Farmers Wives - Conditions of Twenty Years Ago
(Published in the Waikato Independent in 1919)
'Take the isolated existence of the average farmer and his family, who have been compelled to work long hours almost from their infancy, and consequently are only half educated. Think of the sameness of the food from year's end to year's end, and which probably costs less than two shillings per head each week. Then image the poor overworked farmer's wife, toiling early and late, and whose sole recreation consists of driving to church on a Sunday morning, and in only too many cases she is debarred from even that small privilege.
'There is nothing so harrowing as the pitiful existence of thousands of farmers' wives in these colonies. Isolated from all friends, and seldom seeing a strange face to lighten the monotony of her life, she toils on from early morn till late at night in her ceaseless struggle to make her family's lot less hard.
'Let her city sisters pause in search after the latest finery, and think of the poor woman in the country, who, year after year, is compelled to wear the same old garment until it is quite an event to be able to purchase from the country store apparel which years before was rejected in the city as being out of fashion. When I have seen the toil-worn features of many a noble hearted farmer's wife whom remunerative prices has doomed to a life of drudgery, I have thought that the much vaunted loaf has been obtained at the sacrifice of many a poor woman's life.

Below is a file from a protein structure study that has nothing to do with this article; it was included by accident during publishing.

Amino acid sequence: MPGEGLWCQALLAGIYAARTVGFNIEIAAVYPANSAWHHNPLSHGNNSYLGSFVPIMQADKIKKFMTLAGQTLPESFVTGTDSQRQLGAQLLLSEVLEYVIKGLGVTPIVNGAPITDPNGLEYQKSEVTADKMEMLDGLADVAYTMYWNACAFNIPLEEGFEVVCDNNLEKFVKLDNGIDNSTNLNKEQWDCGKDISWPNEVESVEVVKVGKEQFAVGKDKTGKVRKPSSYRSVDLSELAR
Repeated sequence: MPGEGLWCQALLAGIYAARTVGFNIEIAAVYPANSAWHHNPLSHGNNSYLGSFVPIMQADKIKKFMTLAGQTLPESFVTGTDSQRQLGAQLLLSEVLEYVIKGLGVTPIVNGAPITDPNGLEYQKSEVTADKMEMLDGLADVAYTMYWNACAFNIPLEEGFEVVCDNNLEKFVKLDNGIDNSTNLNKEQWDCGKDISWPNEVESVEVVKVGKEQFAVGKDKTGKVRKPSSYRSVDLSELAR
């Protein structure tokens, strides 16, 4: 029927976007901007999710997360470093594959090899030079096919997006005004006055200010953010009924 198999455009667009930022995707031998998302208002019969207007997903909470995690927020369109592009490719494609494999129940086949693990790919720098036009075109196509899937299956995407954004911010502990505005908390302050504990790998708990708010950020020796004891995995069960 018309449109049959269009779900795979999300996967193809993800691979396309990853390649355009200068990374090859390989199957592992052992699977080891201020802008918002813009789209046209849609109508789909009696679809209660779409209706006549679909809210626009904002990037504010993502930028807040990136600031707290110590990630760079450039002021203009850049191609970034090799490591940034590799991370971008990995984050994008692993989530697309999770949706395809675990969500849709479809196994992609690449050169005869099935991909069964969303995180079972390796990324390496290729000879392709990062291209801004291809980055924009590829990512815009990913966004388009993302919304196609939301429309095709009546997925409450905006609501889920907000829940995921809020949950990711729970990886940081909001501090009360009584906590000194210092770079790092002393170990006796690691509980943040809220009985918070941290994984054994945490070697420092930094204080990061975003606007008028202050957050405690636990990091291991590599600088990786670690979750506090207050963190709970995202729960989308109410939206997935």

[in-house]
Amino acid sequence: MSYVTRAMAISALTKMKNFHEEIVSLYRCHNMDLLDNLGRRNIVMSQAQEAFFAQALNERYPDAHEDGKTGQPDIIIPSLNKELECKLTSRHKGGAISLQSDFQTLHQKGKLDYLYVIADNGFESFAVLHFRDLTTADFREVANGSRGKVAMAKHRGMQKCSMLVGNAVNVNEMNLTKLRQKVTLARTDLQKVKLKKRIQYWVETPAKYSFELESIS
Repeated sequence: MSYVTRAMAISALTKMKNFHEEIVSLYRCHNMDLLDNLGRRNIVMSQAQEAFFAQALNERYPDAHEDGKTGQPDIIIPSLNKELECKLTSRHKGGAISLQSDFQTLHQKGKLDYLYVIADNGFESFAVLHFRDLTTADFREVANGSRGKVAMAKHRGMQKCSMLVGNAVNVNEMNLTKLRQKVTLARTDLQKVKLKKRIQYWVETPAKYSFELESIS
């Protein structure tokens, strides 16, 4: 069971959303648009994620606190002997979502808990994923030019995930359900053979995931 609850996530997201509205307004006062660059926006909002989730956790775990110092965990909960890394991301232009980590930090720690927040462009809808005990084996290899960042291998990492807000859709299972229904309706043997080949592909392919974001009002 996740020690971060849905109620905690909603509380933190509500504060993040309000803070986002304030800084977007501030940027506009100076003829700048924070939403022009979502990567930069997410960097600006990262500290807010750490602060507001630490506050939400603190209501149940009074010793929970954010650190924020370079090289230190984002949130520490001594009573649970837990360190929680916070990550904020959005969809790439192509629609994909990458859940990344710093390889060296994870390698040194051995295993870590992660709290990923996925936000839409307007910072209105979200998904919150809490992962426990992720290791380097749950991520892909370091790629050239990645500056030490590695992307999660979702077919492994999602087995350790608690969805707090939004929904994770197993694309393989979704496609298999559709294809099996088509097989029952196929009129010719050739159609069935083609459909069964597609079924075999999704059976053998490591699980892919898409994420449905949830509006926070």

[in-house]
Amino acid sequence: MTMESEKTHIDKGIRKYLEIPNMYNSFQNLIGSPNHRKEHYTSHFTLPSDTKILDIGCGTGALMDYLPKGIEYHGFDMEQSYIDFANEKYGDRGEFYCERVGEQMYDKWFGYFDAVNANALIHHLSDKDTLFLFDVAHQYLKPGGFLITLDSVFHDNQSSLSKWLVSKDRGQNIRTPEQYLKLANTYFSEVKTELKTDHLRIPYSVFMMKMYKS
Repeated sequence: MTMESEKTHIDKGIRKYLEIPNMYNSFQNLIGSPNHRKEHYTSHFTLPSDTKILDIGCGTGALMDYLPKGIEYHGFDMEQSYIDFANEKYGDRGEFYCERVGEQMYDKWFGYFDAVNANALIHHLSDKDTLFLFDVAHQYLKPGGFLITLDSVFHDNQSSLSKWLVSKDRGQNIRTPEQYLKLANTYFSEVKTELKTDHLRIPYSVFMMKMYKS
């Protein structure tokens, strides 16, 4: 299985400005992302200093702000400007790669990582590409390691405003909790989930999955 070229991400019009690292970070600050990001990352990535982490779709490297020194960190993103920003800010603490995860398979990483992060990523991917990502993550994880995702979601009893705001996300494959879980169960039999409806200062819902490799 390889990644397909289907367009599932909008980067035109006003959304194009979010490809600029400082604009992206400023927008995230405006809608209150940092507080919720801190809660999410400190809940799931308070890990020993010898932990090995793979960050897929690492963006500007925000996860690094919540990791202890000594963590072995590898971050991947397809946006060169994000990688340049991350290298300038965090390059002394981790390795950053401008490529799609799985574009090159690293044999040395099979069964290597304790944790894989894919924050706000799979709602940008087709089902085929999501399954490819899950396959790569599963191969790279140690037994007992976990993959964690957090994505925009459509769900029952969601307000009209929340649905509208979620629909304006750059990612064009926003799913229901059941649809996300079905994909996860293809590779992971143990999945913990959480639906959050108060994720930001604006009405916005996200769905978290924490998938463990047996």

'Compare all this with the average mechanic or tradesman living in cities, who works his forty or forty-eight hours a week, and whose work is not nearly so exhausting as a great deal of farm labour. While the farmer finishes up at night 'dog tired' and fit for bed only, and he wonders whether he will ever get any return for his day's toil, the mechanic and workman, on the other hand, are often almost as fresh when they go home at 5 o'clock, and richer by eight to twelve shillings, than when they started out at 8 o'clock in the morning.
'Consider the isolation and sameness of the life of the farmer's household, and compare it with the life of the variety enjoyed by the workman and tradesman's families and the educational advantages in favour of the latter. I have no hesitation in saying, from personal knowledge, that not one person in 20 living in cities practice the rigid economy which the average farmer's family is compelled to observe.'
Ref: Cambridge Museum Archives
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